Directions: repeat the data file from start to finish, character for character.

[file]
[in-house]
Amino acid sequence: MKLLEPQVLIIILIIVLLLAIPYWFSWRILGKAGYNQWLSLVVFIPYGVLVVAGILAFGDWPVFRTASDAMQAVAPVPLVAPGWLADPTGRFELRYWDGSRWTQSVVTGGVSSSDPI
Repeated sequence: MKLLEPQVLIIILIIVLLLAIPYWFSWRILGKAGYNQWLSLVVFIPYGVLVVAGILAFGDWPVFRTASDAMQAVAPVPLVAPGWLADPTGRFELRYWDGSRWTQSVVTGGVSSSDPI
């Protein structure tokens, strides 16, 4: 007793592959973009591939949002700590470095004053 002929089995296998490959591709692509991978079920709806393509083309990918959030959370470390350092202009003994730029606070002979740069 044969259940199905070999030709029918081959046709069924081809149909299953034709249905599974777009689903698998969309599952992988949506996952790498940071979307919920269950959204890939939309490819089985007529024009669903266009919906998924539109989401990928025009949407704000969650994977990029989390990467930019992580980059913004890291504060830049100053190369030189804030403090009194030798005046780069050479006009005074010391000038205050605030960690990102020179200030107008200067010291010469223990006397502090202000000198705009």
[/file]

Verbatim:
[in-house]
Amino acid sequence: MKLLEPQVLIIILIIVLLLAIPYWFSWRILGKAGYNQWLSLVVFIPYGVLVVAGILAFGDWPVFRTASDAMQAVAPVPLVAPGWLADPTGRFELRYWDGSRWTQSVVTGGVSSSDPI
Repeated sequence: MKLLEPQVLIIILIIVLLLAIPYWFSWRILGKAGYNQWLSLVVFIPYGVLVVAGILAFGDWPVFRTASDAMQAVAPVPLVAPGWLADPTGRFELRYWDGSRWTQSVVTGGVSSSDPI
């Protein structure tokens, strides 16, 4: 007793592959973009591939949002700590470095004053 002929089995296998490959591709692509991978079920709806393509083309990918959030959370470390350092202009003994730029606070002979740069 044969259940199905070999030709029918081959046709069924081809149909299953034709249905599974777009689903698998969309599952992988949506996952790498940071979307919920269950959204890939939309490819089985007529024009669903266009919906998924539109989401990928025009949407704000969650994977990029989390990467930019992580980059913004890291504060830049100053190369030189804030403090009194030798005046780069050479006009005074010391000038205050605030960690990102020179200030107008200067010291010469223990006397502090202000000198705009």